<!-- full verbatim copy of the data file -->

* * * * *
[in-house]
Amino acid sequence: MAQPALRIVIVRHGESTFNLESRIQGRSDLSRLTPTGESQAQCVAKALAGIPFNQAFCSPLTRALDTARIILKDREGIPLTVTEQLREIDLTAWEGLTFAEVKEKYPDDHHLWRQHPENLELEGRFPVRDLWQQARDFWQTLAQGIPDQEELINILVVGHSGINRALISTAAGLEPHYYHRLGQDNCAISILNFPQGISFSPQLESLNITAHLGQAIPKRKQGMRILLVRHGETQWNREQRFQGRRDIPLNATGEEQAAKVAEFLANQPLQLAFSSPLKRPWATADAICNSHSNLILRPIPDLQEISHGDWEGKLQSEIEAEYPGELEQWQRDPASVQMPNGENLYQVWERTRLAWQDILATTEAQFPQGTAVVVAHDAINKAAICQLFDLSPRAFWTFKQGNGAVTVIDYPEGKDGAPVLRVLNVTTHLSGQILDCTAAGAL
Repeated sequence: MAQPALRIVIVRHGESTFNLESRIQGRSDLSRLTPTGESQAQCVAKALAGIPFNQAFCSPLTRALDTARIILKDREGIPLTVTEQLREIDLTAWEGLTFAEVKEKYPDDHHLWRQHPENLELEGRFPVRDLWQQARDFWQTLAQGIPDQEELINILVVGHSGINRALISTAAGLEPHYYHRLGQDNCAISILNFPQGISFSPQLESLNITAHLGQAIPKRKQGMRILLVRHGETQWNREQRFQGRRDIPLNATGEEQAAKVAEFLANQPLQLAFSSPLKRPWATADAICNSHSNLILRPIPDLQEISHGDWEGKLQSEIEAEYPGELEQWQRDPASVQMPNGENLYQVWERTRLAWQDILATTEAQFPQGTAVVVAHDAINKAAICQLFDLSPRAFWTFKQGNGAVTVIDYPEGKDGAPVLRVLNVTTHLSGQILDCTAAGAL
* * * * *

[in-house]
Amino acid sequence: MAQPALRIVIVRHGESTFNLESRIQGRSDLSRLTPTGESQAQCVAKALAGIPFNQAFCSPLTRALDTARIILKDREGIPLTVTEQLREIDLTAWEGLTFAEVKEKYPDDHHLWRQHPENLELEGRFPVRDLWQQARDFWQTLAQGIPDQEELINILVVGHSGINRALISTAAGLEPHYYHRLGQDNCAISILNFPQGISFSPQLESLNITAHLGQAIPKRKQGMRILLVRHGETQWNREQRFQGRRDIPLNATGEEQAAKVAEFLANQPLQLAFSSPLKRPWATADAICNSHSNLILRPIPDLQEISHGDWEGKLQSEIEAEYPGELEQWQRDPASVQMPNGENLYQVWERTRLAWQDILATTEAQFPQGTAVVVAHDAINKAAICQLFDLSPRAFWTFKQGNGAVTVIDYPEGKDGAPVLRVLNVTTHLSGQILDCTAAGAL
Repeated sequence: MAQPALRIVIVRHGESTFNLESRIQGRSDLSRLTPTGESQAQCVAKALAGIPFNQAFCSPLTRALDTARIILKDREGIPLTVTEQLREIDLTAWEGLTFAEVKEKYPDDHHLWRQHPENLELEGRFPVRDLWQQARDFWQTLAQGIPDQEELINILVVGHSGINRALISTAAGLEPHYYHRLGQDNCAISILNFPQGISFSPQLESLNITAHLGQAIPKRKQGMRILLVRHGETQWNREQRFQGRRDIPLNATGEEQAAKVAEFLANQPLQLAFSSPLKRPWATADAICNSHSNLILRPIPDLQEISHGDWEGKLQSEIEAEYPGELEQWQRDPASVQMPNGENLYQVWERTRLAWQDILATTEAQFPQGTAVVVAHDAINKAAICQLFDLSPRAFWTFKQGNGAVTVIDYPEGKDGAPVLRVLNVTTHLSGQILDCTAAGAL